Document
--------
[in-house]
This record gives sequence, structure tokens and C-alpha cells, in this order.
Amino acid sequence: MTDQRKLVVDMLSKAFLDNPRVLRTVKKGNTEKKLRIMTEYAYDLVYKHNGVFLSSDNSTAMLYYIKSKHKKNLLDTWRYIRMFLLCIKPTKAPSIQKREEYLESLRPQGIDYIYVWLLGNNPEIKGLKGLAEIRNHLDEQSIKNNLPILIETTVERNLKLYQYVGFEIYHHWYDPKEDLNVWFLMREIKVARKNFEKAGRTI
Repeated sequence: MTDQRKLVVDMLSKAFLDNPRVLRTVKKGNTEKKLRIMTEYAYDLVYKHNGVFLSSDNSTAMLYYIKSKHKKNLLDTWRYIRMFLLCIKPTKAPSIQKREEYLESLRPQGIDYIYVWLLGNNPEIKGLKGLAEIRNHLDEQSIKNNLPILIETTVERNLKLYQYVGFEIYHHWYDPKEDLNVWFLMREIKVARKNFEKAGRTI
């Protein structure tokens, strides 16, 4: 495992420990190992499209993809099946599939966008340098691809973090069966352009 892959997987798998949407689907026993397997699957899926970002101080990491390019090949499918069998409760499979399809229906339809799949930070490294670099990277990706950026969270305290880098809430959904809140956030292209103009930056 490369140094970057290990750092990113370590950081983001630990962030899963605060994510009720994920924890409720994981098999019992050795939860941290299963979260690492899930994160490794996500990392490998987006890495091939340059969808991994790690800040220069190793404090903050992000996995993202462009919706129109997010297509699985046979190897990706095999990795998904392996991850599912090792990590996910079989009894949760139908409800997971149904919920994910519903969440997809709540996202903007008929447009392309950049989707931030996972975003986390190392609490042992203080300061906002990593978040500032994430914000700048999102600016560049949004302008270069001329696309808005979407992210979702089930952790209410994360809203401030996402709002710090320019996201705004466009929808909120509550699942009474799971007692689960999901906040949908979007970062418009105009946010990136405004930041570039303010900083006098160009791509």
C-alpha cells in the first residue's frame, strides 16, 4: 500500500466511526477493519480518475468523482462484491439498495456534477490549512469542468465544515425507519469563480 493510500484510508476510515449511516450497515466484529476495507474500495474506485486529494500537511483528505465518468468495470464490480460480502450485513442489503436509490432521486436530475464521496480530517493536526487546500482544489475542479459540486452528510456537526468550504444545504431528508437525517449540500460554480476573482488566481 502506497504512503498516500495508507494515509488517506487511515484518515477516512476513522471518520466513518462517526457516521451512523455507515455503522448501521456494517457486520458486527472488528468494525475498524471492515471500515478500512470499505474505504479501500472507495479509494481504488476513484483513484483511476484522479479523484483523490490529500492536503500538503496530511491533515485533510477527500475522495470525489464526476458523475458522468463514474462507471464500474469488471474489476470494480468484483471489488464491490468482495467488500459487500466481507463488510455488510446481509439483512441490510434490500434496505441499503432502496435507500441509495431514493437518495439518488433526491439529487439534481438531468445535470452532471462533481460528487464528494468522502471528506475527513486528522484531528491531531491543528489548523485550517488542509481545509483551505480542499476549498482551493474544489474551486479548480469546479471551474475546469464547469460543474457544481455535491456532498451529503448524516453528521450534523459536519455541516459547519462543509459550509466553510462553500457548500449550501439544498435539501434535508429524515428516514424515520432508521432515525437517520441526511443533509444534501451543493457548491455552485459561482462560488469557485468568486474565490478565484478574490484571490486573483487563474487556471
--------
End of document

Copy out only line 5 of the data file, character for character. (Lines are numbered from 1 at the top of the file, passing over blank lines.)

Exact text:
């Protein structure tokens, strides 16, 4: 495992420990190992499209993809099946599939966008340098691809973090069966352009 892959997987798998949407689907026993397997699957899926970002101080990491390019090949499918069998409760499979399809229906339809799949930070490294670099990277990706950026969270305290880098809430959904809140956030292209103009930056 490369140094970057290990750092990113370590950081983001630990962030899963605060994510009720994920924890409720994981098999019992050795939860941290299963979260690492899930994160490794996500990392490998987006890495091939340059969808991994790690800040220069190793404090903050992000996995993202462009919706129109997010297509699985046979190897990706095999990795998904392996991850599912090792990590996910079989009894949760139908409800997971149904919920994910519903969440997809709540996202903007008929447009392309950049989707931030996972975003986390190392609490042992203080300061906002990593978040500032994430914000700048999102600016560049949004302008270069001329696309808005979407992210979702089930952790209410994360809203401030996402709002710090320019996201705004466009929808909120509550699942009474799971007692689960999901906040949908979007970062418009105009946010990136405004930041570039303010900083006098160009791509």